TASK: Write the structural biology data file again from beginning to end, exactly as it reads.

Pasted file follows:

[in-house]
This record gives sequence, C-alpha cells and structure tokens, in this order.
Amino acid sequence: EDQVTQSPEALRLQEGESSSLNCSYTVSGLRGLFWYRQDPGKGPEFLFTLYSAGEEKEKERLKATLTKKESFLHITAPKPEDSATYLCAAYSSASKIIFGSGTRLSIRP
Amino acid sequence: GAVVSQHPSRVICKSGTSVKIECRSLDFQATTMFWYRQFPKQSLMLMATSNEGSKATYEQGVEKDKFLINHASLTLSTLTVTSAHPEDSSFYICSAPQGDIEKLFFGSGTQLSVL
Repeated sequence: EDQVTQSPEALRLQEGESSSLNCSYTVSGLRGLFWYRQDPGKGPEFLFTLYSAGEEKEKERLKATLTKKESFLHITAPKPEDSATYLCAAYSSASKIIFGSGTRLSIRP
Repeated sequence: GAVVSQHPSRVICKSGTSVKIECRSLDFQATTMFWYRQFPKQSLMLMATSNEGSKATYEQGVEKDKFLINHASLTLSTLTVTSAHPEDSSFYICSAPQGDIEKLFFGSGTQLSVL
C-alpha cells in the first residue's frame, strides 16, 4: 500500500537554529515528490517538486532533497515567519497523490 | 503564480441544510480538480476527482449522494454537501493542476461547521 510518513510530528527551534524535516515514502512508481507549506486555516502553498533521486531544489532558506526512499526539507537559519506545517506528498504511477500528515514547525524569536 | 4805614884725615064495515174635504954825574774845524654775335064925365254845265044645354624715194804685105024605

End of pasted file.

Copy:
[in-house]
This record gives sequence, C-alpha cells and structure tokens, in this order.
Amino acid sequence: EDQVTQSPEALRLQEGESSSLNCSYTVSGLRGLFWYRQDPGKGPEFLFTLYSAGEEKEKERLKATLTKKESFLHITAPKPEDSATYLCAAYSSASKIIFGSGTRLSIRP
Amino acid sequence: GAVVSQHPSRVICKSGTSVKIECRSLDFQATTMFWYRQFPKQSLMLMATSNEGSKATYEQGVEKDKFLINHASLTLSTLTVTSAHPEDSSFYICSAPQGDIEKLFFGSGTQLSVL
Repeated sequence: EDQVTQSPEALRLQEGESSSLNCSYTVSGLRGLFWYRQDPGKGPEFLFTLYSAGEEKEKERLKATLTKKESFLHITAPKPEDSATYLCAAYSSASKIIFGSGTRLSIRP
Repeated sequence: GAVVSQHPSRVICKSGTSVKIECRSLDFQATTMFWYRQFPKQSLMLMATSNEGSKATYEQGVEKDKFLINHASLTLSTLTVTSAHPEDSSFYICSAPQGDIEKLFFGSGTQLSVL
C-alpha cells in the first residue's frame, strides 16, 4: 500500500537554529515528490517538486532533497515567519497523490 | 503564480441544510480538480476527482449522494454537501493542476461547521 510518513510530528527551534524535516515514502512508481507549506486555516502553498533521486531544489532558506526512499526539507537559519506545517506528498504511477500528515514547525524569536 | 4805614884725615064495515174635504954825574774845524654775335064925365254845265044645354624715194804685105024605